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Revenge porn bill heads to governor's desk

TALLAHASSEE, Fla. – A bill that would make "revenge porn" illegal in Florida is one step away from becoming a law.

It recently passed the State Senate and House of Representatives and now, if Gov. Rick Scott signs it, it will be a law.

That would make it illegal to post or spread explicit pictures of someone else without their consent.

Carly Hellstrom really has her whole life ahead of her. She graduates from Florida State University Saturday and is excited about what's to come.

But she said her future was put in danger after her ex-boyfriend allegedly posted a nude picture of her online, though the IP address of where the photo was posted from couldn't be confirmed.

"No one wants to admit that you sent a naked picture," Hellstrom said.

Hellstrom is speaking out about a mistake she made when she was an 18-year-old freshman at FSU when she texted racy pics to a student she briefly dated.

"I broke up with him and we kind of just cut ties, and three years later he came into my bar on a Monday night and accused me of overcharging him and losing his debit card. The next morning a nude photo of me was on the Internet.

Carly said that in a matter of a few days it had over 100,000 views and it was the first thing you saw when you Googled my name for the past year," Hellstrom said.

She said it was humiliating and hurtful and that's why she's been a bigger supporter of the bill. To make sharing explicit pictures of someone else, without their approval, is against the law.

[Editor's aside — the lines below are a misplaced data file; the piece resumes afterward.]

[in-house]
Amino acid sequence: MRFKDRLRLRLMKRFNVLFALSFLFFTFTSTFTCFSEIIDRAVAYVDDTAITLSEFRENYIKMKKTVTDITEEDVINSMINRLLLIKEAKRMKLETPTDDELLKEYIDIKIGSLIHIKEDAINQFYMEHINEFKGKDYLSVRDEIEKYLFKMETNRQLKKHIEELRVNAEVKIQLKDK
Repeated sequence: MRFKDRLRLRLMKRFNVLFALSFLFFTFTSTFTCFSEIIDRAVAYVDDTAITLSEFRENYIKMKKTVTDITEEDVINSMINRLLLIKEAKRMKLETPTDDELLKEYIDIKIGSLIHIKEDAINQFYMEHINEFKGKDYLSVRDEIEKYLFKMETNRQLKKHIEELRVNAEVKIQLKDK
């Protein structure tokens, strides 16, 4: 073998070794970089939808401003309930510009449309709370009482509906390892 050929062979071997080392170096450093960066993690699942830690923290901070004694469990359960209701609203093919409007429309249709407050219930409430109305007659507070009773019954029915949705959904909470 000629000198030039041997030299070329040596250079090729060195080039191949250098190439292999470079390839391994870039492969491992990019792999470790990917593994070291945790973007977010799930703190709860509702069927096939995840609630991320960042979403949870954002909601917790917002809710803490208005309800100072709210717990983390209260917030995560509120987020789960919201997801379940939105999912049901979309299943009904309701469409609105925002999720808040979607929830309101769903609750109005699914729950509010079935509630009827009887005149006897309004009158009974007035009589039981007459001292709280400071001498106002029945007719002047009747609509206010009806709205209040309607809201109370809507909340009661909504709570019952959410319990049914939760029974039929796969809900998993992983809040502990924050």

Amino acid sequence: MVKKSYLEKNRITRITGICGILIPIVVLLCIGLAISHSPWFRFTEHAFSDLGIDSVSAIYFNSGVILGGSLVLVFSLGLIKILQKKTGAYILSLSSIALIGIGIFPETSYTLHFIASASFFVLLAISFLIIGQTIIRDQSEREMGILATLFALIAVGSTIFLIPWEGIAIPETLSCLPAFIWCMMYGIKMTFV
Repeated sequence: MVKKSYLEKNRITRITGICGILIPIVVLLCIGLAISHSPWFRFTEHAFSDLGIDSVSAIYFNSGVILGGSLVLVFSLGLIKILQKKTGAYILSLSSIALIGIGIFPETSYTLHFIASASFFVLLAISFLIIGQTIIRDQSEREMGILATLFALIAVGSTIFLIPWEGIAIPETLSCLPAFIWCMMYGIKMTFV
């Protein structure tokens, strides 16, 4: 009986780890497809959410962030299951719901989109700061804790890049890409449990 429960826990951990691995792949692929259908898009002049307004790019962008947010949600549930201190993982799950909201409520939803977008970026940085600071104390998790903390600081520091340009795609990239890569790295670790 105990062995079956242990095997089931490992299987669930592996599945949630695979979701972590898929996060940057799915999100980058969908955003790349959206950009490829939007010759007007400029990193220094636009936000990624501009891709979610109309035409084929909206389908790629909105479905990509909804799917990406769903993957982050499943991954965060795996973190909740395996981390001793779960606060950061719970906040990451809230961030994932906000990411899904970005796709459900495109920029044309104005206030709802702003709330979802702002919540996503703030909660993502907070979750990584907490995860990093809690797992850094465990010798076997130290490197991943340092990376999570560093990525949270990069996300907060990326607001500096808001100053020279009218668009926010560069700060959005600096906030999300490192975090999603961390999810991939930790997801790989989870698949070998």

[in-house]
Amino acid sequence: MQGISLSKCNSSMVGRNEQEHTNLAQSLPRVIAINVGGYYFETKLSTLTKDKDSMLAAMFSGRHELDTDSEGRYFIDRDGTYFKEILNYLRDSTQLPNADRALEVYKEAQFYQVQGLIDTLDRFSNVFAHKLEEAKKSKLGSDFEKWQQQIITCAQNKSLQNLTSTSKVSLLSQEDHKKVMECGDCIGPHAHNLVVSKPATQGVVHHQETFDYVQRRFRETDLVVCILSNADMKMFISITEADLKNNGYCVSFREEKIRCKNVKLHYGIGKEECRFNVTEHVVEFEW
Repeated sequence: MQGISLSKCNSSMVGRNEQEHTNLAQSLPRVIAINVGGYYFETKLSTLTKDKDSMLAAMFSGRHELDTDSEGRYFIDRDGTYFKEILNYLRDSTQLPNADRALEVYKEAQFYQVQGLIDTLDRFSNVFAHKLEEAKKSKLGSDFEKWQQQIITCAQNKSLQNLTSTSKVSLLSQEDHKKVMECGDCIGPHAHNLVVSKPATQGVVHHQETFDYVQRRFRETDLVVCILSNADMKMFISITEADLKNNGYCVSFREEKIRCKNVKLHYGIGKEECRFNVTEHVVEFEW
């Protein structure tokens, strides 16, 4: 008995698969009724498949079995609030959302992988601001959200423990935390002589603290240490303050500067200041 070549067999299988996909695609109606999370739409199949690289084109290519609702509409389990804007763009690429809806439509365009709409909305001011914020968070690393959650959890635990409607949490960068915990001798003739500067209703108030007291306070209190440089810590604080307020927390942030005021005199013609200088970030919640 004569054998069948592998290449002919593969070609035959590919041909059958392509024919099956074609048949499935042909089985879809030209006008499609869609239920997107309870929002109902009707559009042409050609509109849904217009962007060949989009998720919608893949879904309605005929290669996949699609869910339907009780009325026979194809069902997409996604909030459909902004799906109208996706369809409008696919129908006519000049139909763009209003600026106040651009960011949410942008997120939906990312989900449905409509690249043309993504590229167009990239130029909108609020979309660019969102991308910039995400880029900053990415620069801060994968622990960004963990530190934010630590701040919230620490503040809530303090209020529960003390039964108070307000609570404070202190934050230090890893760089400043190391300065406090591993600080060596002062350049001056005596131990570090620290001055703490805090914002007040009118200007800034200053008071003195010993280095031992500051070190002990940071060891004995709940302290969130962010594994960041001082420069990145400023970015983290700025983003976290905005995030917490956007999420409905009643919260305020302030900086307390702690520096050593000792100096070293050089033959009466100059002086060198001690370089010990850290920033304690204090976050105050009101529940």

If the governor signs off, it'll be a first degree misdemeanor the first time, and a felony for repeat offenders.

Representative Tom Goodson sponsored the house bill.

"I believe very much in the first amendment and freedom of expression. I do not believe in harassment, or hurting, or the danger of ruining somebody's life just because you fell out of love.

"It was unbearable for a really long time," Hellstrom said.

Hellstrom used an attorney to get her pictures off the web and she hopes the law, and her horror story, can make people think twice.

"If you can't see your parents opening it up in an envelope delivered to their house, of a nude photo of yourself, don't take it. If you can't imagine the worst possible case scenario like mine, having over 100,000 creeps see my naked body, if you can't imagine that and bear that, then don't do it, don't risk it," Hellstrom said.

Hellstrom said there's a long way to go and she hopes that lawmakers will make revenge porn an even worse crime in the future, but for now, she calls this a success. She said she's going to continue to advocate and educate so no one else has to go through what she went through.

For now, Hellstrom, a communications major from Gainesville said her ex-boyfriend was charged with cyberstalking in relation to the incident. Hellstrom and her attorney agreed to drop the charges if he was able to reach out to all the websites where her photos were posted and make them remove them.